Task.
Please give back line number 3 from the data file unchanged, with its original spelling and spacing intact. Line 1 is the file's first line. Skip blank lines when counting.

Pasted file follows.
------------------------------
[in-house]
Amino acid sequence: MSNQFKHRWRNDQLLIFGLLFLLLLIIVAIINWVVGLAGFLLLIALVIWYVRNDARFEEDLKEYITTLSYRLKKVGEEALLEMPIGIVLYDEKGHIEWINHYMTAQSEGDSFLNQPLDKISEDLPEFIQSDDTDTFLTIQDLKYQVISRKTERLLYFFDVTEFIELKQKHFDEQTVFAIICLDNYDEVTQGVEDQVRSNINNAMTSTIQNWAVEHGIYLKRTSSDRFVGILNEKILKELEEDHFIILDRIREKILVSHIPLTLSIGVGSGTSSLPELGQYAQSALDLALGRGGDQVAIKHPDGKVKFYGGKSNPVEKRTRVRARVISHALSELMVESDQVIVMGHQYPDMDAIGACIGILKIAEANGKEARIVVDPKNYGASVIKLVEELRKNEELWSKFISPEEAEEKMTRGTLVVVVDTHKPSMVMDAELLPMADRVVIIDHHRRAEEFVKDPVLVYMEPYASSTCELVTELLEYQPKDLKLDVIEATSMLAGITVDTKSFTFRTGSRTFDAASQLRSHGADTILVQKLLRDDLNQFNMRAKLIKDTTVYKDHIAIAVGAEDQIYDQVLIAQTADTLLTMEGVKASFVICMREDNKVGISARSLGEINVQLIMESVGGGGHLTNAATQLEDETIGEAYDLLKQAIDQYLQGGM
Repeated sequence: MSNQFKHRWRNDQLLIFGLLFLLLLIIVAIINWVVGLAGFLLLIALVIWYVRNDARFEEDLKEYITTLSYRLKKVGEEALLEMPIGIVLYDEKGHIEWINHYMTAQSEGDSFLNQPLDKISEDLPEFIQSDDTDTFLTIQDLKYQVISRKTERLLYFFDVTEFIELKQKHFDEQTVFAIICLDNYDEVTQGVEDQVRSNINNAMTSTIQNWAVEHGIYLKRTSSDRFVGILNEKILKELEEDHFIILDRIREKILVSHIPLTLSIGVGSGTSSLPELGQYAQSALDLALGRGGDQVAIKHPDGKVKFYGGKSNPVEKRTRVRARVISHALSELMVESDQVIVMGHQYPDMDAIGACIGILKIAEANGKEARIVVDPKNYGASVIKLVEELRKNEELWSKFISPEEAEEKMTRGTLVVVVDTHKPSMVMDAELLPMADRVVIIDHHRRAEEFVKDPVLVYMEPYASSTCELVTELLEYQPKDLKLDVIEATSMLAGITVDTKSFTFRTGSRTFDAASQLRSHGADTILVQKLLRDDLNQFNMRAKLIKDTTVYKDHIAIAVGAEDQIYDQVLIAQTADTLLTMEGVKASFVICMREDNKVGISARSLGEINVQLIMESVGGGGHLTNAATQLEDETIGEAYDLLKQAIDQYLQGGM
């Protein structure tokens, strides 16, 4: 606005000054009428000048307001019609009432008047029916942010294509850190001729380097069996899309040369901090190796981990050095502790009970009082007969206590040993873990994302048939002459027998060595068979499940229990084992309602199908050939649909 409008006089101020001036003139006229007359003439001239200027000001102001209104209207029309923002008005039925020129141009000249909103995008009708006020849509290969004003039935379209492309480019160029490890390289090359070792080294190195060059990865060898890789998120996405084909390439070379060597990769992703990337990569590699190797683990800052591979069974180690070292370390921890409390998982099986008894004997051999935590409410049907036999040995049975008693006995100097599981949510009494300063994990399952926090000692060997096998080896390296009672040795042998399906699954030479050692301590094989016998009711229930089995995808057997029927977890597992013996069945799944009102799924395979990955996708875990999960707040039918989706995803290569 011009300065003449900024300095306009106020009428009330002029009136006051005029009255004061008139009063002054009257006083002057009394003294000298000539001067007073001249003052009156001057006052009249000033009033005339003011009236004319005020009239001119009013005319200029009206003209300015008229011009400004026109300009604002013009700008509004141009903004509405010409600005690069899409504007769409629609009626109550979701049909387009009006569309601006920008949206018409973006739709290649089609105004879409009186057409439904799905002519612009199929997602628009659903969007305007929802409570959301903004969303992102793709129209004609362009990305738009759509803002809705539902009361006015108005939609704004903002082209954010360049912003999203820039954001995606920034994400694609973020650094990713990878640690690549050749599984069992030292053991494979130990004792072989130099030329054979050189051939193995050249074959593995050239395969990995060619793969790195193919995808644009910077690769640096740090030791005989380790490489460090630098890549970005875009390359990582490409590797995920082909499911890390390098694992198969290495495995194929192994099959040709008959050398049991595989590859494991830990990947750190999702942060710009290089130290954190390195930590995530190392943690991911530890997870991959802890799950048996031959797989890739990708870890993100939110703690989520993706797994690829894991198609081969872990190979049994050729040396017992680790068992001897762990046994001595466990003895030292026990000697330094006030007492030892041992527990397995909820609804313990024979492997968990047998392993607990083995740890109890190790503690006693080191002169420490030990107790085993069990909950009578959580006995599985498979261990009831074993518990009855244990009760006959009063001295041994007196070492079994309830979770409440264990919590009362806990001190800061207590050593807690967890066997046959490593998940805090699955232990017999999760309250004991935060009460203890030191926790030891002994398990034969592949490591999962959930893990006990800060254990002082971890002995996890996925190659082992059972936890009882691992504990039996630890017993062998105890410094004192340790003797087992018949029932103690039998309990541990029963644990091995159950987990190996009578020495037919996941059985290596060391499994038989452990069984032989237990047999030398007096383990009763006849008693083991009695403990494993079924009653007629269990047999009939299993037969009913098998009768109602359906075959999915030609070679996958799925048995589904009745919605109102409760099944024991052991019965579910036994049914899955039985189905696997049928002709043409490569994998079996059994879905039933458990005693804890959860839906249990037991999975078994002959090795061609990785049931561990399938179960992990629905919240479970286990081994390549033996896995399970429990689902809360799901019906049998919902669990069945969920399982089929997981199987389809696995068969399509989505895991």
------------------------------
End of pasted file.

Repeated sequence: MSNQFKHRWRNDQLLIFGLLFLLLLIIVAIINWVVGLAGFLLLIALVIWYVRNDARFEEDLKEYITTLSYRLKKVGEEALLEMPIGIVLYDEKGHIEWINHYMTAQSEGDSFLNQPLDKISEDLPEFIQSDDTDTFLTIQDLKYQVISRKTERLLYFFDVTEFIELKQKHFDEQTVFAIICLDNYDEVTQGVEDQVRSNINNAMTSTIQNWAVEHGIYLKRTSSDRFVGILNEKILKELEEDHFIILDRIREKILVSHIPLTLSIGVGSGTSSLPELGQYAQSALDLALGRGGDQVAIKHPDGKVKFYGGKSNPVEKRTRVRARVISHALSELMVESDQVIVMGHQYPDMDAIGACIGILKIAEANGKEARIVVDPKNYGASVIKLVEELRKNEELWSKFISPEEAEEKMTRGTLVVVVDTHKPSMVMDAELLPMADRVVIIDHHRRAEEFVKDPVLVYMEPYASSTCELVTELLEYQPKDLKLDVIEATSMLAGITVDTKSFTFRTGSRTFDAASQLRSHGADTILVQKLLRDDLNQFNMRAKLIKDTTVYKDHIAIAVGAEDQIYDQVLIAQTADTLLTMEGVKASFVICMREDNKVGISARSLGEINVQLIMESVGGGGHLTNAATQLEDETIGEAYDLLKQAIDQYLQGGM